- Generate more stock sales gains, if possible. Although I would have benefited from a 0% long term capital gains rate this year, our stock market losses far exceed are current gains. Not selling losses at the end of a tax year was a investing mistake I made in 2001 which I don't plan to make again. Therefore, overall losses will cancel any gains, making any additional profits from individual stocks tax free for this year.
- Convert my spouse's traditional IRA to a Roth IRA. Since we will be in a 15% tax bracket this year, it may be beneficial to convert funds from an IRA to a Roth IRA since I expect tax rates to be higher in the future. Since I am recharacterizing my 2008 Roth IRA conversion, I cannot do any more conversions for 2008. Therefore, we will do the conversion for funds in my spouse's IRA.
Although we will need to pay taxes on the converted amount, future gains after the conversion will be tax free. This time the conversion will be done using CDs instead of stocks to avoid the possibility of a value decline in 2009.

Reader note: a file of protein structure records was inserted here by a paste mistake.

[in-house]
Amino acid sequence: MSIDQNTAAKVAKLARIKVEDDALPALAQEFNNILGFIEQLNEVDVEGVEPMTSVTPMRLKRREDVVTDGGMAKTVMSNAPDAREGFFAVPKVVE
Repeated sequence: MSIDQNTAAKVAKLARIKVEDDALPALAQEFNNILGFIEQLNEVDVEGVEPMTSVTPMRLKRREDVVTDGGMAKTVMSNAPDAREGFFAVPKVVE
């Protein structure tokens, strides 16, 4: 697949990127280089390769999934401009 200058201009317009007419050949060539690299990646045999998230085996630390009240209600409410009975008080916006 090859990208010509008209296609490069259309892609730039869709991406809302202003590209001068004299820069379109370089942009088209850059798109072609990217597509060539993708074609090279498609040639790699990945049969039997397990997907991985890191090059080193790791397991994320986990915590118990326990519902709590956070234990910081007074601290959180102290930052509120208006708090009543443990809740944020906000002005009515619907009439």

- Make 2008 IRA contribution in 2009. Although retired, I did have some part time wage income this year. Since our income situation may change in December, I am unable to determine whether a deductible IRA contribution or a Roth IRA contribution would be more beneficial from a tax perspective. Since 2008 contributions can be made before April 15, 2009, I will wait until next year to put funds in our IRAs.
- Delay discretionary deductions to 2009. Usually, we try to accelerate deductions such as charitable contributions into the current tax year. However, I plan to defer these until next year since we may be in a higher tax bracket, which would make the tax deduction worth more.
In addition, I will be reversing my Roth IRA conversion from earlier this year to reduce taxes owed. Due to the bear market of 2008, the value of the transferred stocks in the Roth IRA have declined about 50%, but I am still required to pay taxes on 100% of the original converted amount.
Fortunately, the IRS allows recharacterizing (i.e. reversing) a Roth IRA conversion to eliminate taxes on the amount previously converted. The recharacterization rules are complex and I've consulted with a tax advisor and IRA specialist who are familiar with the process.
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This is not financial or tax advice. Please consult a professional advisor.
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